If you've ever felt like an inadequate parent, READ THIS ARTICLE.
I think it's fantastic.
We've done some incredible things with our boys. Hawaii and Israel come to mind. But our trips to Hawaii have been incredible blessings funded, in large part, by my parents. Our trip to Israel was made possible, mostly, by some almost miraculous circumstances. And that trip, I'll admit, had me a little nervous. A biblical and historical tour isn't exactly something your average seven and four-year-old would enjoy. Our kids, however, were amazing. Ancient ruins became their playground. Israeli nature was, quite literally, their backyard for 12 days.
We're not rich--not by our own society's standards. Sometimes we have to say, "Let's wait until that movie goes to the dollar theater." And sometimes we actually can't go out to dinner. (Absurd thoughts for most of the world's population but not so absurd for Americans.) The kids have been to Disneyland, Sea World, and Knott's Berry Farm. But, as of now, it isn't likely that they'll ever experience the plethora of theme parks that Orlando has to offer. More world travel is probably not in their childish futures--although if any kids were cut out for it, it'd be them.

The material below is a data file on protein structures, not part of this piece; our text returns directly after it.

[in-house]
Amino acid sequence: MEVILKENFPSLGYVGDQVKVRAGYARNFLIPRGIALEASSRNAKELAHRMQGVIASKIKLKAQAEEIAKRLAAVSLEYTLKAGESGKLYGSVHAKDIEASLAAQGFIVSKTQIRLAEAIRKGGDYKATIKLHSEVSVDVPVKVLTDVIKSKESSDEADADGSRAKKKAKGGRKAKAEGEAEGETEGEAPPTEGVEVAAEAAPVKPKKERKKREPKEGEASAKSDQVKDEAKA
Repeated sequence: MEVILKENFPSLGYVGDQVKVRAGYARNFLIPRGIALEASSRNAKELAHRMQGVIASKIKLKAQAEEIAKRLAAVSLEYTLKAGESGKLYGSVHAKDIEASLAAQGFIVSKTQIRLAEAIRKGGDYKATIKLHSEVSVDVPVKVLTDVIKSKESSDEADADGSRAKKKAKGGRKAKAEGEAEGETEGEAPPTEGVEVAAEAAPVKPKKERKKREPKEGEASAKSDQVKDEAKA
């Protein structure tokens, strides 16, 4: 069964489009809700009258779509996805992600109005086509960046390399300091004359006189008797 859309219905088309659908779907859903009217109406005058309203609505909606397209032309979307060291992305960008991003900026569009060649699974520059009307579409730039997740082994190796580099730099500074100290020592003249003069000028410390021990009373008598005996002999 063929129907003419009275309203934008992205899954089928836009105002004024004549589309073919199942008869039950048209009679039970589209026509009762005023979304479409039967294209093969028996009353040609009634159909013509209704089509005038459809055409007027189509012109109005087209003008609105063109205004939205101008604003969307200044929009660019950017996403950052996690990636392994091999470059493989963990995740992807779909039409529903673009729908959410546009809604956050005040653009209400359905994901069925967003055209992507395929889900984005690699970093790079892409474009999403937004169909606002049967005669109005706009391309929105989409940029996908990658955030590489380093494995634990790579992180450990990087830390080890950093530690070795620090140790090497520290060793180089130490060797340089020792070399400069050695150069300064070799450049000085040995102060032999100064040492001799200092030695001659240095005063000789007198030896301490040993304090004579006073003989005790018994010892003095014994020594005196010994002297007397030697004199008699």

I don't entertain them all day long.
The other day it was just warm enough outside for my youngest to play--by himself--for more than an hour while I helped his brother with homework. Just a five-year-old and his old golden retriever, enjoying the grass and the sticks.
They watch TV. So did I. They play outside. In the front yard, even. They experience life in a way that could bring about their demise--climbing trees, scraping knees, blasting down the street on their bikes, scaling walls, riding snowboards and surfing. I don't want to look back on their little lives and think, "We were so busy just trying to keep them alive that we forgot to let them live."
We try to let them create their own magic. The article that I linked to sums up, ever so perfectly, why that is of the utmost importance.